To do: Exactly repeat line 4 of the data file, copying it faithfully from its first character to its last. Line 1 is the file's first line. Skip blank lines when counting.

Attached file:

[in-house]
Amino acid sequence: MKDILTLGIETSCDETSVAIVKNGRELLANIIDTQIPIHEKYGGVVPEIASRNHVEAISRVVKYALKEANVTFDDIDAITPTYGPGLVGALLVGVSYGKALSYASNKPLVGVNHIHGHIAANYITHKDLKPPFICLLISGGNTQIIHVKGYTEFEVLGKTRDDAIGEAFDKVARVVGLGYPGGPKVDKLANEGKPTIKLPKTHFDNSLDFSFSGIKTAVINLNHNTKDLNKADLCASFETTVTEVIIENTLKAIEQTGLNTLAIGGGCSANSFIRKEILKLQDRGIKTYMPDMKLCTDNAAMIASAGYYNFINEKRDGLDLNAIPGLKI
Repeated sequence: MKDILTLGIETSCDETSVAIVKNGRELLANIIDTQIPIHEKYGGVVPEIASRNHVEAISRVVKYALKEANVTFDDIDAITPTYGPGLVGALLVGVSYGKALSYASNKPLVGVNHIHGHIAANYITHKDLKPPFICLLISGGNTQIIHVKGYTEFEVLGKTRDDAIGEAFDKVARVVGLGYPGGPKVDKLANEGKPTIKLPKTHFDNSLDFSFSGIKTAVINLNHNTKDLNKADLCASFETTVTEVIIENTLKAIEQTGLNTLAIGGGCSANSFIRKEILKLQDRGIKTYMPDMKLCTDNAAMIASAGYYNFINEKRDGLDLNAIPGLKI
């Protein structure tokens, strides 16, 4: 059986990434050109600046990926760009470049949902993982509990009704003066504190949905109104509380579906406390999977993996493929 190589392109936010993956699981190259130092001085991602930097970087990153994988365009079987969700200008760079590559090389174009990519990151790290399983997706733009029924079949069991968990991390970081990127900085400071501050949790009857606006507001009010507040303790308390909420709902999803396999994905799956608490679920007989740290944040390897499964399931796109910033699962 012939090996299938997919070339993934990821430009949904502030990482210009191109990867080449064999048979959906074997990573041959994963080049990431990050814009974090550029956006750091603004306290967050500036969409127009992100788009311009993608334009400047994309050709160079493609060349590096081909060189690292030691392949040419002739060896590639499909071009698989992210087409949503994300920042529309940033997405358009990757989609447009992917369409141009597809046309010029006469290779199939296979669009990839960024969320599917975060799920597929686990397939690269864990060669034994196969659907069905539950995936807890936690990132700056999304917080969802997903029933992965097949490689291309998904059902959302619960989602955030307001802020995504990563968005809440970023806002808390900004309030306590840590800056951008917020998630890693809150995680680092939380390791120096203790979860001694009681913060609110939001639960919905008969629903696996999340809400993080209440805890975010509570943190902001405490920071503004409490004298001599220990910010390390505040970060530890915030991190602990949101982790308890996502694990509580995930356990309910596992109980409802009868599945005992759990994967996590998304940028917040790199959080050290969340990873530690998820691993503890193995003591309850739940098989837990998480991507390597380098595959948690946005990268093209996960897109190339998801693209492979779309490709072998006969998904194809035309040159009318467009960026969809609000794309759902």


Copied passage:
């Protein structure tokens, strides 16, 4: 059986990434050109600046990926760009470049949902993982509990009704003066504190949905109104509380579906406390999977993996493929 190589392109936010993956699981190259130092001085991602930097970087990153994988365009079987969700200008760079590559090389174009990519990151790290399983997706733009029924079949069991968990991390970081990127900085400071501050949790009857606006507001009010507040303790308390909420709902999803396999994905799956608490679920007989740290944040390897499964399931796109910033699962 012939090996299938997919070339993934990821430009949904502030990482210009191109990867080449064999048979959906074997990573041959994963080049990431990050814009974090550029956006750091603004306290967050500036969409127009992100788009311009993608334009400047994309050709160079493609060349590096081909060189690292030691392949040419002739060896590639499909071009698989992210087409949503994300920042529309940033997405358009990757989609447009992917369409141009597809046309010029006469290779199939296979669009990839960024969320599917975060799920597929686990397939690269864990060669034994196969659907069905539950995936807890936690990132700056999304917080969802997903029933992965097949490689291309998904059902959302619960989602955030307001802020995504990563968005809440970023806002808390900004309030306590840590800056951008917020998630890693809150995680680092939380390791120096203790979860001694009681913060609110939001639960919905008969629903696996999340809400993080209440805890975010509570943190902001405490920071503004409490004298001599220990910010390390505040970060530890915030991190602990949101982790308890996502694990509580995930356990309910596992109980409802009868599945005992759990994967996590998304940028917040790199959080050290969340990873530690998820691993503890193995003591309850739940098989837990998480991507390597380098595959948690946005990268093209996960897109190339998801693209492979779309490709072998006969998904194809035309040159009318467009960026969809609000794309759902």